Yours in friendship, Charlotte House

PS There may be callers asking for me — or you — throughout the morning. If you would be so kind as to see to their comfort and relay any messages when we meet?


Curious, and even more curious still, I thought to myself. And the visitors to the house that morning were very curious indeed. Calling at eleven was a portly gentleman who did not stay but simply left his card; at twelve a querulous old woman with a cat who required tea, for both her and the cat, and did not leave a card or name; and at a twelve-fifteen a small boy who came round the servants entrance with a parcel addressed to Miss House. And finally at one a richly dressed older woman, who did not give her name to the servant to be announced, arrived. She was attended by a meek young girl whom I guessed to be a niece, and demanded to see Miss House or myself.

‘You must be Miss Woodsen,’ the older woman said, inspecting me through her lorgnette, and sniffing slightly, as if she had caught a whiff of my straitened circumstances.

‘I am,’ I replied. ‘How may I help you, ma’am?’

‘You are the confidante of Miss House.”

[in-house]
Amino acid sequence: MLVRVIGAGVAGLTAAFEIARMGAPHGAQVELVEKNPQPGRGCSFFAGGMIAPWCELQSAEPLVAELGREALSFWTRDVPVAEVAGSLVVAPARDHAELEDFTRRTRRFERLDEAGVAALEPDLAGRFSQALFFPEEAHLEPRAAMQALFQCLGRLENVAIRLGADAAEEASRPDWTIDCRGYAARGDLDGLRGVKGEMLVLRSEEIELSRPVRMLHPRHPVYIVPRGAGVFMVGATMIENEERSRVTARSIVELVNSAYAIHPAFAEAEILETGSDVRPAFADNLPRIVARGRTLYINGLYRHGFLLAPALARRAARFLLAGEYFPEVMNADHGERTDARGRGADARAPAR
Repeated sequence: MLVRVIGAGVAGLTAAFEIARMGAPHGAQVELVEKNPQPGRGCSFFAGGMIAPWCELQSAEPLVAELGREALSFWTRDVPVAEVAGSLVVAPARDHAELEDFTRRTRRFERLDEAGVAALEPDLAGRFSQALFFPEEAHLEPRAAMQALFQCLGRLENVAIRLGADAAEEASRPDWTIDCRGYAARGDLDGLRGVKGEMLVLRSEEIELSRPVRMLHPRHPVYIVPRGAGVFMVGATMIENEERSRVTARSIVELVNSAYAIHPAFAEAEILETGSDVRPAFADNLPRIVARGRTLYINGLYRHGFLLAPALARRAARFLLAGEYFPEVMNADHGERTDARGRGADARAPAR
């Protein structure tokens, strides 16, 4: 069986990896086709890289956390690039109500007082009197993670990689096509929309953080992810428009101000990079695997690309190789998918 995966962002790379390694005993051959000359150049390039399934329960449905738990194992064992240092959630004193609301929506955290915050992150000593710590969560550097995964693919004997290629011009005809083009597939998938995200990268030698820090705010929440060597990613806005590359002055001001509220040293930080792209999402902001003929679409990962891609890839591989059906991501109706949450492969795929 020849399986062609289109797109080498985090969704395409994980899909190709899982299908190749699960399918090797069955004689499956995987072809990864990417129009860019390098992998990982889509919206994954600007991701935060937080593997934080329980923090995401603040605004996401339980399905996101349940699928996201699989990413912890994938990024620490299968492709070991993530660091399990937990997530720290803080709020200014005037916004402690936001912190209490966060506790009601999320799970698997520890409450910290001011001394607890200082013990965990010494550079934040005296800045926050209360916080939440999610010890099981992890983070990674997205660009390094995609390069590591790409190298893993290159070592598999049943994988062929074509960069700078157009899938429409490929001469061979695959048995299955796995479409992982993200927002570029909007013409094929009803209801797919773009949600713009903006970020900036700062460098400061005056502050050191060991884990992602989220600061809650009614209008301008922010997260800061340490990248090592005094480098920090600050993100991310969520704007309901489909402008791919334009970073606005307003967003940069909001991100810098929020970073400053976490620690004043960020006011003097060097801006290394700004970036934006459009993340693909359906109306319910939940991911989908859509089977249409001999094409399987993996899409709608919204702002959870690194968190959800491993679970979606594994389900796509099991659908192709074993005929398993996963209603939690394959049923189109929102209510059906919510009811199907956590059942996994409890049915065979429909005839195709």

‘I am,’ I said again, unsure of the truth of the matter, but by this point I was willing to agree to anything.

She took a long time to reply, perhaps doubting the veracity of my statement. ‘Very well, please relate to her that I am … done with the matter and that I consider this contretemps at an end.’

‘And who should I say makes this statement, Madame,’ I said, trying in a small way to match her hauteur.

‘Do you not know who I am?’

‘I do not,’ I said, ‘as you did not offer your name to the servant who answered the door.’

At this she fluffed up like a pigeon taking a chill. ‘I am Lady Dalrymple, as you doubtless know, child.’

‘Indubitably,’ I replied, although I think I may have mangled the word slightly. Mrs. Dalrymple wouldn’t have noticed, however, for she had already swirled round to collect her niece and was making for the door.

I sat, feeling that I did not need to attend her on her way out, and tried to collect my thoughts. Whatever does all this mean? In what … business, for I cannot call it anything else … is Miss House engaged?

But I no longer had apprehension, just curiosity. I eagerly awaited the next visitor, but no one else arrived. Nevertheless, I delayed my departure for my date with Miss House until the last moment and in consequence was in a considerable hurry.

I arrived at the tearoom flushed by the cold and my exertions and found my hostess already waiting for me.

‘Goodness, you look very excited, Miss Woodsen,’ my friend said, after we had called for tea and buns.

‘Yes, I am sorry to keep you waiting, but we had such a number of visitors and I waited until the last possible minute to leave.’

She gave me a quick smile, so fast I would have missed it during a blink.

‘Good, tell me then of our visitors.’

‘First came a gentlemen about 11 o’clock. He said little, but left this card.’ I handed her the card, at which she glanced for but a moment.

‘Can you recall exactly what he said?’